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HURRICANE SEASON PEAKS WITH SURGE OF WEATHER ACTIVITY

Hurricane Watch 07 Sep, 2023 Follow News

HURRICANE SEASON PEAKS WITH SURGE OF WEATHER ACTIVITY

By Staff Writer

Weather experts are keeping close tabs on a newly developed area of tropical weather disturbance in the Atlantic that’s heading westwards in the general direction of the northern Caribbean.

Initially labelled as Invest 95L - weather system under investigation for potential development - the US National Hurricane Center has said there was a 90 per cent chance of the system developing into a tropical storm or depression, and possibly a hurricane.

It was already showing signs of organisation and conditions favoured further development as early as mid-week.

It’s the latest system is a sudden surge of activity in the 2023 hurricane season so far which is now hitting its September peak.

“The low-level circulation has become better defined since yesterday, with increasing organization in the shower and thunderstorm activity,” the National Hurricane Center said.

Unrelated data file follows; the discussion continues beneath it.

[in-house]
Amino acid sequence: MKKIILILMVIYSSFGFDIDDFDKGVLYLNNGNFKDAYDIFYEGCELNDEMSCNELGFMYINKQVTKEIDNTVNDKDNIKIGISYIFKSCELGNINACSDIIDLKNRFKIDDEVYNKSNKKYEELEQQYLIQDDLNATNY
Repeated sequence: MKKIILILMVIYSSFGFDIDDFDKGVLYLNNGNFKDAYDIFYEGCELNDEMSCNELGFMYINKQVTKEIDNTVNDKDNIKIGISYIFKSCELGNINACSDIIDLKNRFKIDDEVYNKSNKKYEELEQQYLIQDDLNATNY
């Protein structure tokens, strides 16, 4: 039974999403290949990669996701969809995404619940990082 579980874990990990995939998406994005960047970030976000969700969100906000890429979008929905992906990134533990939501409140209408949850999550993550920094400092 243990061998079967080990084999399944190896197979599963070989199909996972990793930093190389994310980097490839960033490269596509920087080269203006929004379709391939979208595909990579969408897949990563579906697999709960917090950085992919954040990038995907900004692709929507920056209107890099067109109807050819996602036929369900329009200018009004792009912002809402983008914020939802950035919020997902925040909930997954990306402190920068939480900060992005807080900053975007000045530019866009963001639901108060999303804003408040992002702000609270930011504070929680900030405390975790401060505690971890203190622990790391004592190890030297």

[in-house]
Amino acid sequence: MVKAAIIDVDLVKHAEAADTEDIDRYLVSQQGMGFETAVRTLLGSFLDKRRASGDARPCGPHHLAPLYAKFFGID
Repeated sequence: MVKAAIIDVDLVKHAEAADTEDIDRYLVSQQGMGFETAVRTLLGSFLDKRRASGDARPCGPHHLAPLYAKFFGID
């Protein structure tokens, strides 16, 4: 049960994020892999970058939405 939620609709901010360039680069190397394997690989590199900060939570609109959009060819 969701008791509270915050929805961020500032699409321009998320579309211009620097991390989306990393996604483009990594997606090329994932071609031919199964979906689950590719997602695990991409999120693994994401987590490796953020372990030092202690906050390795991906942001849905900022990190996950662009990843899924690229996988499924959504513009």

Modelling was pointing to additional strengthening likely late this week while the system moves westward to west-north-westward at 15 to 20 mph over the central and western portions of the tropical Atlantic.

Projections suggest that it has a 100% chance of tropical cyclone formation over the next seven days.

The next name on the list of storms for this hurricane season is Lee.

The National Hurricane Center has tentatively scheduled a Hurricane Hunter mission into this system for Thursday.

“This system will track toward the west-northwest. That will bring it over increasingly warm ocean water, though it may have to battle some dry air in the Atlantic’s main development region east of the Lesser Antilles. On that track, the system would reach the Lesser Antilles by this weekend, and it’s increasingly likely to be a hurricane at that time.”

The projected path of the storm was initially uncertain with the possibility that it could track to the north of the northern Leeward Islands or whether it would continue on a more westerly path which would bring it into the northern Caribbean Sea.

The early expectations are for the system to bring inclement weather initially to the northern Leeward Islands, Virgin Islands and Puerto Rico areas.

While the developing system poses no immediate threat to Cayman, residents are advised to remain alert and prepared to respond to any change in the situation.


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